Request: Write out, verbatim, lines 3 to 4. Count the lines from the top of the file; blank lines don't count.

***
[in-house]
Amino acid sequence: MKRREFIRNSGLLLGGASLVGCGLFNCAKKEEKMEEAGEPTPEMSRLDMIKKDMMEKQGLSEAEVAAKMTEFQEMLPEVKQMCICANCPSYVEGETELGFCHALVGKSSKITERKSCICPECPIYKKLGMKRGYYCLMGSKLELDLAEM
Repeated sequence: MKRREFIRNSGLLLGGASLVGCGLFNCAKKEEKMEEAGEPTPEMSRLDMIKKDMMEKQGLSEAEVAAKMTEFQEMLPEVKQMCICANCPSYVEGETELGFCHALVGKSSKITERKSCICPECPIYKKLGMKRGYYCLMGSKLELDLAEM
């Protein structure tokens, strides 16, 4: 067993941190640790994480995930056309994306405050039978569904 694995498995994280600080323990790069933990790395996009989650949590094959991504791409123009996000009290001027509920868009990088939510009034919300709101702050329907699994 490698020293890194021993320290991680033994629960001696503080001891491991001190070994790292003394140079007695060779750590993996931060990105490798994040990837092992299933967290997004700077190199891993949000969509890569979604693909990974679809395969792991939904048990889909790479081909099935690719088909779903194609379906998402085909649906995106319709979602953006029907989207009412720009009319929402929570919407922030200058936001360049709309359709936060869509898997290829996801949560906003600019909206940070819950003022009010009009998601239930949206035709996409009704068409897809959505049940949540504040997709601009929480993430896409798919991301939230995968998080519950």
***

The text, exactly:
Repeated sequence: MKRREFIRNSGLLLGGASLVGCGLFNCAKKEEKMEEAGEPTPEMSRLDMIKKDMMEKQGLSEAEVAAKMTEFQEMLPEVKQMCICANCPSYVEGETELGFCHALVGKSSKITERKSCICPECPIYKKLGMKRGYYCLMGSKLELDLAEM
């Protein structure tokens, strides 16, 4: 067993941190640790994480995930056309994306405050039978569904 694995498995994280600080323990790069933990790395996009989650949590094959991504791409123009996000009290001027509920868009990088939510009034919300709101702050329907699994 490698020293890194021993320290991680033994629960001696503080001891491991001190070994790292003394140079007695060779750590993996931060990105490798994040990837092992299933967290997004700077190199891993949000969509890569979604693909990974679809395969792991939904048990889909790479081909099935690719088909779903194609379906998402085909649906995106319709979602953006029907989207009412720009009319929402929570919407922030200058936001360049709309359709936060869509898997290829996801949560906003600019909206940070819950003022009010009009998601239930949206035709996409009704068409897809959505049940949540504040997709601009929480993430896409798919991301939230995968998080519950």